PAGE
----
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Preparing for a Big Expense

Preparing for a Big Expense

Even with life’s joyous occasions, like a wedding or expecting a child, saving money will always be a common denominator. Although living on less to prepare for the future isn’t easy, planning and a positive attitude are key to your success.

Budgeting Basics

Financial planning begins and ends with a realistic budget. If you haven’t reviewed your goals, assets, income, expenses, and debt in a while (or ever) now is the time to do it. This is your opportunity to analyze when and how you spend your money — and make positive decisions about what you want to change.

Once you have an accurate idea of where your money is going each month, take a good, hard look at it. Are there areas you can reduce or eliminate? Tracking your expenses is a great habit to get into — you’ll probably find lots of “money leakage” areas that can instead be deposited into a honeymoon account or a child’s education fund.

Smart Shopping

Consider every purchase — Do you need it? Do you need it now? Can you get it for less somewhere else? Asking yourself these questions will help you become a savvy shopper. Consider cutting entertainment costs by renting videos rather than going to the movies. Or take advantage of the movies available on the cable or satellite you already pay for. Eat at home rather than going to restaurants — even fast food is often more expensive than a home cooked meal. If you do go out, try eating at cheaper restaurants or take food out rather than eating in the restaurant to save on tips and drinks.

Planning for the Big Day

Whether you’re planning to get married this year, or just want to stay prepared for your big day on the horizon, it’s a good idea to start thinking about the costs sooner than later. The reality is weddings can get expensive — and fast. Don’t stress, check out these common wedding costs and how to save on them:

  • The date: When it comes to planning a wedding, the date can be all-important. Weddings during the middle of summer or on Valentine’s Day tend to be on the more expensive end of the spectrum. By contrast, weddings that are planned for the winter months can often be quite a bit cheaper. For extra savings, check dates on Fridays, Sundays, or even during the week.

  • The flowers: Floral arrangements form an important part of any wedding, but they can be quite expensive. Speak with your florist about only using in-season flowers for the wedding, as this should save you quite a bit of money. A good florist will be able to tell you which seasonal picks will go best with your color scheme.

  • The dress: For many brides, the dress is the most important part of the wedding. To avoid spending thousands of dollars on the dress at a boutique bridal store, consider visiting prom shops, department stores, or vintage or second-hand outlets. Many of these retailers will have beautiful or unique dresses available at a fraction of the price.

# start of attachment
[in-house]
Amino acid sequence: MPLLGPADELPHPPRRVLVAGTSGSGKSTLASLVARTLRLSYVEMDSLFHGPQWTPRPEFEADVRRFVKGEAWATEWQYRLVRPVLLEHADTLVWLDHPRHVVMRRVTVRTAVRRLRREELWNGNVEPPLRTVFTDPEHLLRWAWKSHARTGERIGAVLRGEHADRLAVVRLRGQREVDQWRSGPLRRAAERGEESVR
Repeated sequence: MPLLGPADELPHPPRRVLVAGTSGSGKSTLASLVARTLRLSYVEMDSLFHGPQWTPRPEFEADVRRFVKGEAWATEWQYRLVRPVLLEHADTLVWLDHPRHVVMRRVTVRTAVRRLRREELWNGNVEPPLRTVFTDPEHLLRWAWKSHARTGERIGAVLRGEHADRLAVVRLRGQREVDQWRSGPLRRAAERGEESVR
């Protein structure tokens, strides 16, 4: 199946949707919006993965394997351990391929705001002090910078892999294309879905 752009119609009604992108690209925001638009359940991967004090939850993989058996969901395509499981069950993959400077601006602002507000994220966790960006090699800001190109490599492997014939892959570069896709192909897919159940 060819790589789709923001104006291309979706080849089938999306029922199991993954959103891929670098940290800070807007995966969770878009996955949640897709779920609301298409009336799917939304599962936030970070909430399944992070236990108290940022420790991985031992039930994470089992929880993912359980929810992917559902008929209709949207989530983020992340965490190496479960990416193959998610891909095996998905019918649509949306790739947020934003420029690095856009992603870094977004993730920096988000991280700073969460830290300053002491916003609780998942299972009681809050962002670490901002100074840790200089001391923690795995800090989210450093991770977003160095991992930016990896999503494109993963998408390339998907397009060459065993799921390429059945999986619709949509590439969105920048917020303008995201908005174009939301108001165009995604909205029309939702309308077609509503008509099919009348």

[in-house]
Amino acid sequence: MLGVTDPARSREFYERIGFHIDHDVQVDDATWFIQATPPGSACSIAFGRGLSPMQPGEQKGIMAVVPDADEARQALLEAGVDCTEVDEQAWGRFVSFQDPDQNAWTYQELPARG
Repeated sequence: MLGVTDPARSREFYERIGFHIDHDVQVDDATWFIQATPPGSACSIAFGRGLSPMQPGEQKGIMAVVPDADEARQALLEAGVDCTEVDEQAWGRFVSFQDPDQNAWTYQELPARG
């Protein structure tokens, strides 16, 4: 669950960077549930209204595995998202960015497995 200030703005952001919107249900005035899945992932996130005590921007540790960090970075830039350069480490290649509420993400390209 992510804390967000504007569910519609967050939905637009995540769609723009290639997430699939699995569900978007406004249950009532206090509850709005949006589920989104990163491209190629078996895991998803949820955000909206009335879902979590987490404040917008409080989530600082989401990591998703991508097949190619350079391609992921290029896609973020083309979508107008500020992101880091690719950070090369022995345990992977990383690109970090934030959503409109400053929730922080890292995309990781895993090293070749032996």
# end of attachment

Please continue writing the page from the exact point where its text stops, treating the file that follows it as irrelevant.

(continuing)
• The photographer: Photographers can take up a large percentage of your overall cost. Consider limiting their hours at the event. For example, if you think a talented friend or relative could do a good job of shooting the reception after the wedding, then you will only need to hire a photographer for half the day.

Planning for a Family

You planned the baby shower and painted the nursery, but are your finances in order? Get ready for one very adult-sized number: $233,610. That’s how much it now costs to raise a child, according to a recent government study. The total is actually up from previous years, which means having kids probably won’t get cheaper any time soon. To make sure you’re ready to support your bundle of joy, check out these effective tips for organizing your finances:

  • Confirm your job’s leave policy: If you’re employed and plan to take time off for your newborn, check your company’s leave policy. The Family and Medical Leave Act (FMLA) grants all parents 12 weeks of leave, but not all employers offer compensation during this time. Find out if you can expect a salary while you’re out, and plan accordingly.

  • Start saving now: The earlier you start saving, the better. In addition to a crib, stroller, and diapers, you’ll also need money for food, toys, and, if you plan to go back to work, childcare. You’ll want to avoid piling on credit card debt if possible.

  • Scope out discounts: When it comes to certain baby items, hand-me-downs may become your best friend. Do your family and friends have any clothes or gear they no longer need? Also, find out about parent groups in your community, and see if they have a garage sale. A gently used item might save you a bundle for your bundle.

  • Cut housing costs: Housing was the biggest expense, according to the study. If you’re struggling to find a home you can afford, or if your monthly mortgage payments consume a huge portion of your income, consider alternatives. Move to a more affordable neighborhood (i.e., away from a city) or, if necessary, try refinancing your mortgage.

No matter where you are in life, Nusenda Credit Union is here to help. Now is a great time to talk about your financial plan for now and the years ahead. We can help you come up with ways to set a budget, build your savings, and save money. Make an appointment to visit with us today, use our comprehensive set of financial calculators and financial library, get complimentary financial education and counseling with BALANCE Financial Fitness, and follow us on Facebook and Twitter for more great tips all year long.